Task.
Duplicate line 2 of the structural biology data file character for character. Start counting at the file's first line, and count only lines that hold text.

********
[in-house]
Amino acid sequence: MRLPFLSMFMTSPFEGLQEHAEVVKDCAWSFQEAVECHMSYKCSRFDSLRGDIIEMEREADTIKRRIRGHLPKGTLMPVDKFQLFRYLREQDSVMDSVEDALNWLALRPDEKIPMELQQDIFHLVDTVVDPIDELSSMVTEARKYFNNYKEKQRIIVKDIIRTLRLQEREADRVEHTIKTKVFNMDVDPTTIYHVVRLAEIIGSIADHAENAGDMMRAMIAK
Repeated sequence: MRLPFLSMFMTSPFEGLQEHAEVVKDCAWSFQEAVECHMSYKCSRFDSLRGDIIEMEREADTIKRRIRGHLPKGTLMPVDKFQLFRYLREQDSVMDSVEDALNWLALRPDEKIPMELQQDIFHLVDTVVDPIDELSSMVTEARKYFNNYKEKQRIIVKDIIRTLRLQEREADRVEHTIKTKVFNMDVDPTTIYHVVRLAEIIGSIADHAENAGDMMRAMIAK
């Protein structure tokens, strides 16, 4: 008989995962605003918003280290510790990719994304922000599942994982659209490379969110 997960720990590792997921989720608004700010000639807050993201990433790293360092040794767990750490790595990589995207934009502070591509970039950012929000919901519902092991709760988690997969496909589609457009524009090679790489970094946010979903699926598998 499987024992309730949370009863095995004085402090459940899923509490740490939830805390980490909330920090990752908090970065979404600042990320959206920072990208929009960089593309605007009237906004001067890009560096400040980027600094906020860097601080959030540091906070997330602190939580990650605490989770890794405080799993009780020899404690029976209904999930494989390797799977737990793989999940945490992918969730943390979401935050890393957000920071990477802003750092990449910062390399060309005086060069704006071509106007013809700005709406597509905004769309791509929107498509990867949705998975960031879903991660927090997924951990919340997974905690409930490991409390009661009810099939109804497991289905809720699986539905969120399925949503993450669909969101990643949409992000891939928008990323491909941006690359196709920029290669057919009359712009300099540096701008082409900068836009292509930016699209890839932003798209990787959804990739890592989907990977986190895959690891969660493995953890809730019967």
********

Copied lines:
Amino acid sequence: MRLPFLSMFMTSPFEGLQEHAEVVKDCAWSFQEAVECHMSYKCSRFDSLRGDIIEMEREADTIKRRIRGHLPKGTLMPVDKFQLFRYLREQDSVMDSVEDALNWLALRPDEKIPMELQQDIFHLVDTVVDPIDELSSMVTEARKYFNNYKEKQRIIVKDIIRTLRLQEREADRVEHTIKTKVFNMDVDPTTIYHVVRLAEIIGSIADHAENAGDMMRAMIAK